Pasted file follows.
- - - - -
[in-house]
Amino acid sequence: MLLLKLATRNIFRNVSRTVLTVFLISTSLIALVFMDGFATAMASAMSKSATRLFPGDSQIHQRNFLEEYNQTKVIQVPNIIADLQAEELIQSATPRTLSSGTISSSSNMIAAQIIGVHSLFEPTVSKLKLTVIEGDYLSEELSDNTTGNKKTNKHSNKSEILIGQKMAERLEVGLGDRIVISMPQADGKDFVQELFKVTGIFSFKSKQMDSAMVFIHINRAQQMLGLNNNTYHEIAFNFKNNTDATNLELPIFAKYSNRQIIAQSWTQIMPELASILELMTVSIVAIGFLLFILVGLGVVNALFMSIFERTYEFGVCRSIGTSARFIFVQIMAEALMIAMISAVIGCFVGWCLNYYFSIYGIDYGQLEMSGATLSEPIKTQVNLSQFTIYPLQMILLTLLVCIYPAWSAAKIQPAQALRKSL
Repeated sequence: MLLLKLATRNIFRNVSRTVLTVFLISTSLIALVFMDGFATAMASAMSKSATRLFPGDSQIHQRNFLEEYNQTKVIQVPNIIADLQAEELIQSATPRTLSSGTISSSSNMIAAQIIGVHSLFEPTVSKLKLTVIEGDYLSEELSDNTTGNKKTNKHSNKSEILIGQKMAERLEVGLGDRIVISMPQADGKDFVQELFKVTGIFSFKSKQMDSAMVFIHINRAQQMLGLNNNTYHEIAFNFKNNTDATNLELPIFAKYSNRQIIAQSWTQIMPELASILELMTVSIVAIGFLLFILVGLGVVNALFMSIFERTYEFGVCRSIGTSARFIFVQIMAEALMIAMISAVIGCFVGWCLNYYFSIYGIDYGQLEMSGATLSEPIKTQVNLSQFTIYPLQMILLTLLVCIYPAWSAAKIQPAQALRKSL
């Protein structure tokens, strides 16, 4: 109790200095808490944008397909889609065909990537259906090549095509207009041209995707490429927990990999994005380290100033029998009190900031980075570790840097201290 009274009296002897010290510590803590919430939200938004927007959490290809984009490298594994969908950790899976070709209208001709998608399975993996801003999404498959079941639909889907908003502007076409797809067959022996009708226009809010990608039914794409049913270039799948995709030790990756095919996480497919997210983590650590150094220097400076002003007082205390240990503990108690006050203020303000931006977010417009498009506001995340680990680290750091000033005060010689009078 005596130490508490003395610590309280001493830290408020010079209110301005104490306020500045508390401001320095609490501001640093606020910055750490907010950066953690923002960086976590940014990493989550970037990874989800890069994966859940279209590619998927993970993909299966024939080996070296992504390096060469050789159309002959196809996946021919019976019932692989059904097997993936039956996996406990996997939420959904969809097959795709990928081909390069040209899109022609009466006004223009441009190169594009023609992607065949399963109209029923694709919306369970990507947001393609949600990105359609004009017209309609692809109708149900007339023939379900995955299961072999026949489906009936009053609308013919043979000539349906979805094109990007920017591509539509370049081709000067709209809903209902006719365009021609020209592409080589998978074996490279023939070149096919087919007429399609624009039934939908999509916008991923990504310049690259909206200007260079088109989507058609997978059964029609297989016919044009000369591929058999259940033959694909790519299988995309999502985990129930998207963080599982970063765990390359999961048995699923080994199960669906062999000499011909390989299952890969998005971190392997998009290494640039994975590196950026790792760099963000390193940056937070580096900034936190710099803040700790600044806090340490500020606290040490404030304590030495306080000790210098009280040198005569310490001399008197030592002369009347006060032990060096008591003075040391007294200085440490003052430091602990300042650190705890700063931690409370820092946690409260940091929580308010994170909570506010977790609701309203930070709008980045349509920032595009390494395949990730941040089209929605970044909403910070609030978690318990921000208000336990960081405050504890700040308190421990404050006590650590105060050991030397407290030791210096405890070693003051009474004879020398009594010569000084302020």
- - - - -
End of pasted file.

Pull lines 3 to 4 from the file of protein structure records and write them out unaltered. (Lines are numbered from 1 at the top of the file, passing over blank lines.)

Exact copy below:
Repeated sequence: MLLLKLATRNIFRNVSRTVLTVFLISTSLIALVFMDGFATAMASAMSKSATRLFPGDSQIHQRNFLEEYNQTKVIQVPNIIADLQAEELIQSATPRTLSSGTISSSSNMIAAQIIGVHSLFEPTVSKLKLTVIEGDYLSEELSDNTTGNKKTNKHSNKSEILIGQKMAERLEVGLGDRIVISMPQADGKDFVQELFKVTGIFSFKSKQMDSAMVFIHINRAQQMLGLNNNTYHEIAFNFKNNTDATNLELPIFAKYSNRQIIAQSWTQIMPELASILELMTVSIVAIGFLLFILVGLGVVNALFMSIFERTYEFGVCRSIGTSARFIFVQIMAEALMIAMISAVIGCFVGWCLNYYFSIYGIDYGQLEMSGATLSEPIKTQVNLSQFTIYPLQMILLTLLVCIYPAWSAAKIQPAQALRKSL
């Protein structure tokens, strides 16, 4: 109790200095808490944008397909889609065909990537259906090549095509207009041209995707490429927990990999994005380290100033029998009190900031980075570790840097201290 009274009296002897010290510590803590919430939200938004927007959490290809984009490298594994969908950790899976070709209208001709998608399975993996801003999404498959079941639909889907908003502007076409797809067959022996009708226009809010990608039914794409049913270039799948995709030790990756095919996480497919997210983590650590150094220097400076002003007082205390240990503990108690006050203020303000931006977010417009498009506001995340680990680290750091000033005060010689009078 005596130490508490003395610590309280001493830290408020010079209110301005104490306020500045508390401001320095609490501001640093606020910055750490907010950066953690923002960086976590940014990493989550970037990874989800890069994966859940279209590619998927993970993909299966024939080996070296992504390096060469050789159309002959196809996946021919019976019932692989059904097997993936039956996996406990996997939420959904969809097959795709990928081909390069040209899109022609009466006004223009441009190169594009023609992607065949399963109209029923694709919306369970990507947001393609949600990105359609004009017209309609692809109708149900007339023939379900995955299961072999026949489906009936009053609308013919043979000539349906979805094109990007920017591509539509370049081709000067709209809903209902006719365009021609020209592409080589998978074996490279023939070149096919087919007429399609624009039934939908999509916008991923990504310049690259909206200007260079088109989507058609997978059964029609297989016919044009000369591929058999259940033959694909790519299988995309999502985990129930998207963080599982970063765990390359999961048995699923080994199960669906062999000499011909390989299952890969998005971190392997998009290494640039994975590196950026790792760099963000390193940056937070580096900034936190710099803040700790600044806090340490500020606290040490404030304590030495306080000790210098009280040198005569310490001399008197030592002369009347006060032990060096008591003075040391007294200085440490003052430091602990300042650190705890700063931690409370820092946690409260940091929580308010994170909570506010977790609701309203930070709008980045349509920032595009390494395949990730941040089209929605970044909403910070609030978690318990921000208000336990960081405050504890700040308190421990404050006590650590105060050991030397407290030791210096405890070693003051009474004879020398009594010569000084302020």